Obviously, the newly-formed nucleus needs to be supported spiritually and financially, but what is almost impossible for many local churches becomes possible if it is a national (or international) project. This kind of involvement in a church plant - either directly or indirectly - can be of great benefit to a small church that doesn't have the resources to start a new church on its own. In order to achieve the goal of increasing the number of churches in France threefold, these teams should also have the capacity and purpose to train workers who will be able to replicate the process.


Under the umbrella of CNEF, this kind of strategy is being tested, and hopefully will be successful and ongoing. It is a challenge that CAEF want to face with God's help and the support of local churches and believers.



With just over 1% of the population being Evangelical Christians, going to church on Sunday makes you feel like an alien in France. Postmodern relativism views Christianity as one possibility amongst many others, and to talk aboutthetruth makes Bible-believers sound intolerant. And yet, on the whole, the number of Christians is growing steadily. Why and how?


•  French believers have shaken off their minority complex of the 80s. Believers - and younger ones in particular - are ready to tell their friends and colleagues that Christ is relevant for the 21st Century. Within a highly secular society, the challenge of the modern Christian is to reconcile their life at work with their life at church, so that they become the salt and light they are supposed to beinthe world.

•  In recent years, new ways of presenting the gospel have been attempted: street art (painting, tags, graffiti, flashmob), music (spoken word, slam, rap),Alphacourses, debates about faith in cafés or on campuses, and so on. Christians are involved in social work, social centres, sports clubs and all kinds of activities where they make friends and share their faith by engaging with and living amongst non-believers.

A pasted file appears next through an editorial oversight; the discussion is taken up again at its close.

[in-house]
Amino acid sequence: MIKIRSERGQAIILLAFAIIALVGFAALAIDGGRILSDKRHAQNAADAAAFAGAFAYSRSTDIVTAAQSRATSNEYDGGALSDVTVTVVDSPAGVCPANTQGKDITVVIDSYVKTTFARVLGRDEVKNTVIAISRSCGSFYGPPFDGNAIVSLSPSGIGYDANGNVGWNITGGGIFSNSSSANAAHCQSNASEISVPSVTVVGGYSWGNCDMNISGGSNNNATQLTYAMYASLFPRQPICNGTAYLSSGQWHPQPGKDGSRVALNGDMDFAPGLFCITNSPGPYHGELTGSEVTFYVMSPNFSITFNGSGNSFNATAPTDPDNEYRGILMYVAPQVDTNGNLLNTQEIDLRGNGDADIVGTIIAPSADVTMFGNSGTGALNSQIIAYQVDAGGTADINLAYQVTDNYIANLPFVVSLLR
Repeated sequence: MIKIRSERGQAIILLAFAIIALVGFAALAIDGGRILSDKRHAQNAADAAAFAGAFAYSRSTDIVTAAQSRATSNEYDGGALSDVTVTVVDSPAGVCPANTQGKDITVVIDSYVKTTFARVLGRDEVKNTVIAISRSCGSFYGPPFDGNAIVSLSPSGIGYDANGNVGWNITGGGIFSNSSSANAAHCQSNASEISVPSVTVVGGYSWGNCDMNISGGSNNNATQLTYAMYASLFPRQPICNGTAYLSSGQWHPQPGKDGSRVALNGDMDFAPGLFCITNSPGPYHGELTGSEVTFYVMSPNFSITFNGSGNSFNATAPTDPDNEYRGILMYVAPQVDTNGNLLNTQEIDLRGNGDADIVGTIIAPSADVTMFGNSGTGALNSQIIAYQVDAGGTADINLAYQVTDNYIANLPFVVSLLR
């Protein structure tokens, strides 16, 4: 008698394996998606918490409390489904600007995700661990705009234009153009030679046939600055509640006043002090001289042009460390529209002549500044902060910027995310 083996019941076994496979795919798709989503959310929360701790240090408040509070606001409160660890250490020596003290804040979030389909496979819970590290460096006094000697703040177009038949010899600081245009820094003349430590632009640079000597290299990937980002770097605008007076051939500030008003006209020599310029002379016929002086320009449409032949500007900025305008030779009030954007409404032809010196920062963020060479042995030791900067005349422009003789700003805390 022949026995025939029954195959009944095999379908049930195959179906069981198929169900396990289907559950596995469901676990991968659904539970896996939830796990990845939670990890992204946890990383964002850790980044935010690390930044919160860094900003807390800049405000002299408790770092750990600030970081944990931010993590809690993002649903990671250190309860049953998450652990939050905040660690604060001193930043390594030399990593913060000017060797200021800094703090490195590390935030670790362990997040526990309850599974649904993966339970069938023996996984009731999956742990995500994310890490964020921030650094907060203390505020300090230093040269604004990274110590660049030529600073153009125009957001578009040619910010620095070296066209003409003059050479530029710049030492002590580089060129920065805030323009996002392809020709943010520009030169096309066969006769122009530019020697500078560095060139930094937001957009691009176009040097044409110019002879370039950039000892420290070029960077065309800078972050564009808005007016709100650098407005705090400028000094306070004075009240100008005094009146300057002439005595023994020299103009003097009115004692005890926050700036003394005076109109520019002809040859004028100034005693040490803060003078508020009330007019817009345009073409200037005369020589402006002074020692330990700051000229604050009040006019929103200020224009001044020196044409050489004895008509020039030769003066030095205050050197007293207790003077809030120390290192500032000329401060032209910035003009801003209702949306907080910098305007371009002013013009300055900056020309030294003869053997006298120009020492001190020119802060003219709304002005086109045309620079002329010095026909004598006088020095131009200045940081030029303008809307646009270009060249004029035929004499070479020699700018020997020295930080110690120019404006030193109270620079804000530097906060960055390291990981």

•  During the summer holidays, young people organise evangelism camps(plage station), where they openly share the gospel on the streets through dance, singing, mime and open-air evangelism.

•  The student work is growing and many of the new leaders were converted during their university years. New residential teams of workers are created in order to reach and train students inFoyer Évangélique Universitaire(a meeting place for Christian students).

•  A lot of energy is invested in youth camps where a number of young people from non-Christian families hear the gospel for the first time and are challenged to follow Christ.



One great challenge faced by the French Evangelical Church is to value church planting as much as praying and working for the growth of existing churches. We need to realise that if we work together this is possible and we simply need to share resources and see beyond our local church. Certainly, being part of the work of church planting will benefit the sending local church in many ways as far as motivation for evangelism, prayer and support are concerned. It is a win-win project.


Another challenge, as mentioned earlier, is the need for a generation of trained workers willing to step out in faith into the risky world of church planting. We need to nurture these leaders, help them to develop their gifts, support them and help them multiply. The younger generation is up for this kind of challenge but wishes to be guided and trained. We need to invest in people, particularly inyoungpeople!


Finally, finance is another challenge, but if God's people have vision and they are raised up to do the work, God will provide, according to His promises.


As a European citizen, you can find out how to join in the adventure of church planting in France, working with the existing network that is now well organised and able to provide help and direction. In recent years, many British families have moved to France seeking an improved quality of life. What about moving to France for a church-planting experience?


But regardless of whether or not you can come to France, can you consider this country a mission field and pray for the following great needs?

- Pray that Christians will have a vision for church planting

- Pray to the Lord of the Harvest to send out workers